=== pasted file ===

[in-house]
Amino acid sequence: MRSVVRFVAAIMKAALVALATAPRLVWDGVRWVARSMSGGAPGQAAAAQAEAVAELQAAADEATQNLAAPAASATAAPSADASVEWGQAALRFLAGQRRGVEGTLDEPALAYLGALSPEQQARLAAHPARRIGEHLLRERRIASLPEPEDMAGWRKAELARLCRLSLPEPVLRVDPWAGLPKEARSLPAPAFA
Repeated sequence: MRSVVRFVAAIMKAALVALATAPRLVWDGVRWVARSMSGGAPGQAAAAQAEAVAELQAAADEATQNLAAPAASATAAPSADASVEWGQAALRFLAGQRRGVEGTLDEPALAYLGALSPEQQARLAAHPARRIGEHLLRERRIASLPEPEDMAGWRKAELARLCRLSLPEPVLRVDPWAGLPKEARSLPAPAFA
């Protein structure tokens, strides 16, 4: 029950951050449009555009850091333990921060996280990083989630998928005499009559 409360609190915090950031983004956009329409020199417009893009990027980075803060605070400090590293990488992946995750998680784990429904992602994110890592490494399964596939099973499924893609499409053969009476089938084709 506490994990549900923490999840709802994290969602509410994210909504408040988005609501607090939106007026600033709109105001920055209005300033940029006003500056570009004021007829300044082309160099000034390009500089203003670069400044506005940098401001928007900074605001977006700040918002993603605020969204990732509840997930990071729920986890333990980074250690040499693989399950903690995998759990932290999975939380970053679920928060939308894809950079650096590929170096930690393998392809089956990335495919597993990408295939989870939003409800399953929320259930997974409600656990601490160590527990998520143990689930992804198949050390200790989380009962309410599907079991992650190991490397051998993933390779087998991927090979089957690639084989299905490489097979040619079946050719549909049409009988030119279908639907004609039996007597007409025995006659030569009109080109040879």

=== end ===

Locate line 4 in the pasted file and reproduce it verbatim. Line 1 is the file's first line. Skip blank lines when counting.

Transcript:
């Protein structure tokens, strides 16, 4: 029950951050449009555009850091333990921060996280990083989630998928005499009559 409360609190915090950031983004956009329409020199417009893009990027980075803060605070400090590293990488992946995750998680784990429904992602994110890592490494399964596939099973499924893609499409053969009476089938084709 506490994990549900923490999840709802994290969602509410994210909504408040988005609501607090939106007026600033709109105001920055209005300033940029006003500056570009004021007829300044082309160099000034390009500089203003670069400044506005940098401001928007900074605001977006700040918002993603605020969204990732509840997930990071729920986890333990980074250690040499693989399950903690995998759990932290999975939380970053679920928060939308894809950079650096590929170096930690393998392809089956990335495919597993990408295939989870939003409800399953929320259930997974409600656990601490160590527990998520143990689930992804198949050390200790989380009962309410599907079991992650190991490397051998993933390779087998991927090979089957690639084989299905490489097979040619079946050719549909049409009988030119279908639907004609039996007597007409025995006659030569009109080109040879």